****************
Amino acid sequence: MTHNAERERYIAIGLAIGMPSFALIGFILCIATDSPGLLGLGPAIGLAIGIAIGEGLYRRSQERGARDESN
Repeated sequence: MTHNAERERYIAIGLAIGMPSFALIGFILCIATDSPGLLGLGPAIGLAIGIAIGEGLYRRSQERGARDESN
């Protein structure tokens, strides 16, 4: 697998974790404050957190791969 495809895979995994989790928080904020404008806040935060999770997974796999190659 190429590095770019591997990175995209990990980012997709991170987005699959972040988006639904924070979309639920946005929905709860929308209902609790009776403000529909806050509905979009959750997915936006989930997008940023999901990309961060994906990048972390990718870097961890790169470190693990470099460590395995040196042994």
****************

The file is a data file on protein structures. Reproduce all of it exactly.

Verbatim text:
Amino acid sequence: MTHNAERERYIAIGLAIGMPSFALIGFILCIATDSPGLLGLGPAIGLAIGIAIGEGLYRRSQERGARDESN
Repeated sequence: MTHNAERERYIAIGLAIGMPSFALIGFILCIATDSPGLLGLGPAIGLAIGIAIGEGLYRRSQERGARDESN
């Protein structure tokens, strides 16, 4: 697998974790404050957190791969 495809895979995994989790928080904020404008806040935060999770997974796999190659 190429590095770019591997990175995209990990980012997709991170987005699959972040988006639904924070979309639920946005929905709860929308209902609790009776403000529909806050509905979009959750997915936006989930997008940023999901990309961060994906990048972390990718870097961890790169470190693990470099460590395995040196042994």